Israeli Minister of Defense Avigdor Lieberman has commented on the possible delivery of Russian S-300 air defense systems to Syria. According to Lieberman, Israel’s only concern regarding the systems delivery is which targets the systems may be used against. The Minister stressed that Israel’s problem is not Russia, as Russian air defense systems have already been deployed in Syria and not used against Israel. “What’s important to us is that the defensive weapons the Russians are giving Syria won’t be used against us. If they’re used against us, we’ll act against them,” Lieberman said in an interview with the Israeli publication Ynetnews. During the interview, he noted that defensive weapons are part of Syria’s internal affairs. However, if weapons were purchased in Iran, Israel would closely monitor the situation. “On the other hand, we won’t allow Iran to flood [the country] with advanced weapons systems that would be aimed against Israel,” Lieberman said. The Minister stressed that Israel is always open to dialogue on these issues and has been able to “avoid friction with the Russians.” Russian Foreign Minister Sergei Lavrov said earlier that issues regarding the delivery of the S-300 systems to Damascus had not yet been resolved, while Arab and Israeli media reported that weapons had already arrived in Syria.
Defense Minister of Israel Avigdor Lieberman warned Tuesday that if Syria uses Russian-made air defense missiles against Israel, the IDF will strike back. Experts believed that Israel would react negatively to any decision to supply the missiles.
JERUSALEM: Israel’s Defence Minister Avigdor Lieberman said Tuesday that his country would attack Russian S-300 air defence systems in Syria if they were used against Israeli targets.His remarks…
Israeli Defense Minister Avigdor Lieberman promised to attack Russian-made S-300 anti-aircraft defense systems in Syria if they are used against Israel. “If someone targets our planes, we will destroy them,” Lieberman told Ynet.
Israeli Defense Minister Avigdor Lieberman warned if Syria attacks its aircraft with Russian-supplied S-300 air defense batteries, Israel will retaliate.
The minister referred to comments by top Russian officials to the Kommersant newspaper that Russia is expected to provide Syria with S-300 anti-aircraft defence systems.
EU foreign policy chief Federica Mogherini has called on Russia, Iran, and Turkey to do more to scale down the fighting in Syria.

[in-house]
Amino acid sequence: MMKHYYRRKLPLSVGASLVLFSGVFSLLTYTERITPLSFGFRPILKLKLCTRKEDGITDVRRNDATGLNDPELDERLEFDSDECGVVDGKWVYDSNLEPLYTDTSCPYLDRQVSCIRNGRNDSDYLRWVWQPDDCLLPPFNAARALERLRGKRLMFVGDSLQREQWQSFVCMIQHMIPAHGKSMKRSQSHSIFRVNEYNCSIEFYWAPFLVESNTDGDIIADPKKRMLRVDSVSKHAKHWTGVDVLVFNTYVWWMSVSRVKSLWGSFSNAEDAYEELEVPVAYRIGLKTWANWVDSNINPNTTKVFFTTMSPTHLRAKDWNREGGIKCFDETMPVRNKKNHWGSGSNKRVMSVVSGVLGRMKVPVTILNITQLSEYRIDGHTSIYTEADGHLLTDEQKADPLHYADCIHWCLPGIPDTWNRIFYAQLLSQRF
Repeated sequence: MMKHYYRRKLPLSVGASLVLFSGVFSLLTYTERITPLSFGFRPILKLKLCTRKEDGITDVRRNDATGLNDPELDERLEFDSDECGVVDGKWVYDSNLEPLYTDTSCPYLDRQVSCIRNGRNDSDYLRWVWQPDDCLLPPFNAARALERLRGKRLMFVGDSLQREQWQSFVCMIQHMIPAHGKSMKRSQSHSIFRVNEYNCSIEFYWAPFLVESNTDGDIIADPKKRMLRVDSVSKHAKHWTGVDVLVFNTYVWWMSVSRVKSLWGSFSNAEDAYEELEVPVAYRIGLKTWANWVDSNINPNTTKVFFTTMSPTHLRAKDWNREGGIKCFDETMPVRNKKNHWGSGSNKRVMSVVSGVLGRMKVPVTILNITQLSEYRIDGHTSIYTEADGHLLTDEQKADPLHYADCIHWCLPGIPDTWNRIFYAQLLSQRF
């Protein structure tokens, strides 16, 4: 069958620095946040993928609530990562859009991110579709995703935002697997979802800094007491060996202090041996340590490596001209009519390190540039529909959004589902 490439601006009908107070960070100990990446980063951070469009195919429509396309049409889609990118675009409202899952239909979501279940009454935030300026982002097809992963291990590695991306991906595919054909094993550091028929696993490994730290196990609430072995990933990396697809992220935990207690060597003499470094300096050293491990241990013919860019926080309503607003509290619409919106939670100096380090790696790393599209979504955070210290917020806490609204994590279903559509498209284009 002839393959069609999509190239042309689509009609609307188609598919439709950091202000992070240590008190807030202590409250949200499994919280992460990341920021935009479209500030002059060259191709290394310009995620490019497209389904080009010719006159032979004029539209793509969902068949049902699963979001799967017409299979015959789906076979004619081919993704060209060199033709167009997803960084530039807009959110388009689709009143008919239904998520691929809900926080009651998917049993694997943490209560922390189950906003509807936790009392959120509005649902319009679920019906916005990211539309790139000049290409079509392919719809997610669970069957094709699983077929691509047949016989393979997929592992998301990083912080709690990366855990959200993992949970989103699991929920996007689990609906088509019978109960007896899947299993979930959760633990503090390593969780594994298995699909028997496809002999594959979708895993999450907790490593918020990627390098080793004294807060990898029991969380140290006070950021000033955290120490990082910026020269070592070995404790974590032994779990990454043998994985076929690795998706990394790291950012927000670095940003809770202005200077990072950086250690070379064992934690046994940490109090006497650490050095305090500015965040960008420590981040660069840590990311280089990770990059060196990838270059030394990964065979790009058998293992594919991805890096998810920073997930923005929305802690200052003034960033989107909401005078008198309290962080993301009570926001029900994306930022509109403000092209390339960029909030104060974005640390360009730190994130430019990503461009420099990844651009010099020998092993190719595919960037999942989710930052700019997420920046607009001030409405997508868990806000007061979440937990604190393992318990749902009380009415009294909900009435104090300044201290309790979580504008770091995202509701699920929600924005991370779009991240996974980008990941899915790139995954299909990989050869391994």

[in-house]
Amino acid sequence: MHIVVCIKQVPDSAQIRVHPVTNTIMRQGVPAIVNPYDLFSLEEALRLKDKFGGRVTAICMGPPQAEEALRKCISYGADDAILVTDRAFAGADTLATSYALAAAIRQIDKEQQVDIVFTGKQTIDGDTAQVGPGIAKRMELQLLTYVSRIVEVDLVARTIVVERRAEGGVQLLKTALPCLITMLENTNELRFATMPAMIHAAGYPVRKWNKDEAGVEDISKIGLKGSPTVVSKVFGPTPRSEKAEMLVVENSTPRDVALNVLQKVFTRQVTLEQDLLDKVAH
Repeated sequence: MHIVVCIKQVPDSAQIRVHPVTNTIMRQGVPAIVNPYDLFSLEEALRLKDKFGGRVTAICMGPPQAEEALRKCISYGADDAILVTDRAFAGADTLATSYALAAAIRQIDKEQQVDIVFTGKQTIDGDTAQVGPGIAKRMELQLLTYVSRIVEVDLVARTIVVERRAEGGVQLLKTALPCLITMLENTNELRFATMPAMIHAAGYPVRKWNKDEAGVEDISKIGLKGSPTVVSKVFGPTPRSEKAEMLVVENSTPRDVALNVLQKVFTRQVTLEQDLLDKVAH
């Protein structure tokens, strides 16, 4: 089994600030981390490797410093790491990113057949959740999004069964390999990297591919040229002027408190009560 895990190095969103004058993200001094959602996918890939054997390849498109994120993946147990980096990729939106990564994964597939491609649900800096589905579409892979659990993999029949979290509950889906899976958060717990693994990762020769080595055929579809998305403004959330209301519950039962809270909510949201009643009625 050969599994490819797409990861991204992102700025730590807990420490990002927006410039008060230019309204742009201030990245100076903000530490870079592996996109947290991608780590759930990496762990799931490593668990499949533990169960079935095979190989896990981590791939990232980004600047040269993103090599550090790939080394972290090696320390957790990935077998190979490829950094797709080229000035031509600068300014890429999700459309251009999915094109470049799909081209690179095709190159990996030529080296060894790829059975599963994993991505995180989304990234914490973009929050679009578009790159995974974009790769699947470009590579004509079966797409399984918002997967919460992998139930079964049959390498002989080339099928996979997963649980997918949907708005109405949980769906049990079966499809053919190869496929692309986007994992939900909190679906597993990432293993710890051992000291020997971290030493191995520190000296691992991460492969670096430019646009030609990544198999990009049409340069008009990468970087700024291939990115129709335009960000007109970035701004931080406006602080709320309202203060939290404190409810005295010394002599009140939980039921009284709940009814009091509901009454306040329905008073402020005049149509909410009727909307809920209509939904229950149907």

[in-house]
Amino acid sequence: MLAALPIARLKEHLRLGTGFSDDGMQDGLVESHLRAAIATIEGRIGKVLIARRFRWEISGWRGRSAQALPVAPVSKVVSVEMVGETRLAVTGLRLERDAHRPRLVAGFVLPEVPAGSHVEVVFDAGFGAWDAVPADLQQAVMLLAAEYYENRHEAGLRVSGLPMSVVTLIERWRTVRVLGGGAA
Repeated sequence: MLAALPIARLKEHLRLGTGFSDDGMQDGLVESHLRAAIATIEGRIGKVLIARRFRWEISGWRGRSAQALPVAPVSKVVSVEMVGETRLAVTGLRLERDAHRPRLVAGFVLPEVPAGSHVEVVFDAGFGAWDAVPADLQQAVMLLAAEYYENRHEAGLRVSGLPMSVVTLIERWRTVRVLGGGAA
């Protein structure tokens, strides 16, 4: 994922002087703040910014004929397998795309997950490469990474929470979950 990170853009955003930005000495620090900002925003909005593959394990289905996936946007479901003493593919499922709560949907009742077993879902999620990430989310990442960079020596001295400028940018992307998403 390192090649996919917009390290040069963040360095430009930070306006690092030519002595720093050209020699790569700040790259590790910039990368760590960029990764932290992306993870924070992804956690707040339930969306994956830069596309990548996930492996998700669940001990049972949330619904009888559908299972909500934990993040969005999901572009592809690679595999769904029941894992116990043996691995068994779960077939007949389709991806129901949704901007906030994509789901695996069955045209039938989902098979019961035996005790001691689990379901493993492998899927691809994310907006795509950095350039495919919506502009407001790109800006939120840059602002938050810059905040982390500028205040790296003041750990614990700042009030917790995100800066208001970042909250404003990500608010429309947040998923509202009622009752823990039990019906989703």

Chief of Staff of the French Navy, Admiral Christophe Prazuck, reported that Russian Military aircrafts have approached French warships eight times “over the past eight months.” Agence France-Presse quoted this information from Prazuck, who spoke before the Senate’s international and security commission on April 11. The Admiral noted that the French frigate has been located off the coast of Syria since 2015. He added that at the beginning of April 2018, the French warship Aquitaine was approached “at an unsafe distance by a Russian fighter that flew from the Tartus’s base.” The Admiral believes these actions “could have caused an incident.” According to the agency’s military source, after this incident, “the crew of the ship was forced to remind the Russian aircraft about the ‘rules of approach.’” Admiral Prazuck emphasized that the naval and strategic status of Russia and China has increased in recent years. “China has created a fleet equivalent to the French Navy within four years, and Russia has increased its number of submarines by 1.5 times,” he stated. “Thus, the naval and strategic position of these countries has changed in recent years.
Switzerland authorised the export to Syria of five metric tons of the chemical isopropanol in 2014, which can be used to make sarin gas, Swiss public television, RTS, reports.The Organization for the Prohibition… Read Switzerland’s latest and breaking news online. See the most important news in Switzerland today and keep in touch with local and international news relating to Switzerland.
Assad’s use of chemical weapons allowed Russia to flaunt its weight in defense of the regime. We should hold Russia accountable for complicity in civilian deaths.
How much do we care? Unless this question is answered it is impossible to gauge the priority.